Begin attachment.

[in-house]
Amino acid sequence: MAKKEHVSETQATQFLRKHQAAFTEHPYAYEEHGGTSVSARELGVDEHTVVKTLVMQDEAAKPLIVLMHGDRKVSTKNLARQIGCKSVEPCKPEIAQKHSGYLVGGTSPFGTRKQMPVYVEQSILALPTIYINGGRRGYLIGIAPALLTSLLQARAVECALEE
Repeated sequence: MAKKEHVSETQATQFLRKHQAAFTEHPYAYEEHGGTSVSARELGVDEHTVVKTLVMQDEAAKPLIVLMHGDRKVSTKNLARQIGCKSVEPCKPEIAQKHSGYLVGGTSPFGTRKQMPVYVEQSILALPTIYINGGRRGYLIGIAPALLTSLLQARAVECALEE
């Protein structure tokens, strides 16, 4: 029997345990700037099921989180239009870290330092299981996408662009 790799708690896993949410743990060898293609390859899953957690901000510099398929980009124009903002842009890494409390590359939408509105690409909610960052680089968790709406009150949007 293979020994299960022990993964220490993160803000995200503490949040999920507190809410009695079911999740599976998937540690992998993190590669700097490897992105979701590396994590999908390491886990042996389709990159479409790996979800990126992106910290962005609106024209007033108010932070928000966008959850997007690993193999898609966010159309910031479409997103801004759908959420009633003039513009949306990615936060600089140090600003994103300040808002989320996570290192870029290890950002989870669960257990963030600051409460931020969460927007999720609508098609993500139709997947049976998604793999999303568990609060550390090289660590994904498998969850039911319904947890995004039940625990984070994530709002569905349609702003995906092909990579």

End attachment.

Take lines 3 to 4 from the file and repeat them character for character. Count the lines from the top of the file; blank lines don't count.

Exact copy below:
Repeated sequence: MAKKEHVSETQATQFLRKHQAAFTEHPYAYEEHGGTSVSARELGVDEHTVVKTLVMQDEAAKPLIVLMHGDRKVSTKNLARQIGCKSVEPCKPEIAQKHSGYLVGGTSPFGTRKQMPVYVEQSILALPTIYINGGRRGYLIGIAPALLTSLLQARAVECALEE
């Protein structure tokens, strides 16, 4: 029997345990700037099921989180239009870290330092299981996408662009 790799708690896993949410743990060898293609390859899953957690901000510099398929980009124009903002842009890494409390590359939408509105690409909610960052680089968790709406009150949007 293979020994299960022990993964220490993160803000995200503490949040999920507190809410009695079911999740599976998937540690992998993190590669700097490897992105979701590396994590999908390491886990042996389709990159479409790996979800990126992106910290962005609106024209007033108010932070928000966008959850997007690993193999898609966010159309910031479409997103801004759908959420009633003039513009949306990615936060600089140090600003994103300040808002989320996570290192870029290890950002989870669960257990963030600051409460931020969460927007999720609508098609993500139709997947049976998604793999999303568990609060550390090289660590994904498998969850039911319904947890995004039940625990984070994530709002569905349609702003995906092909990579």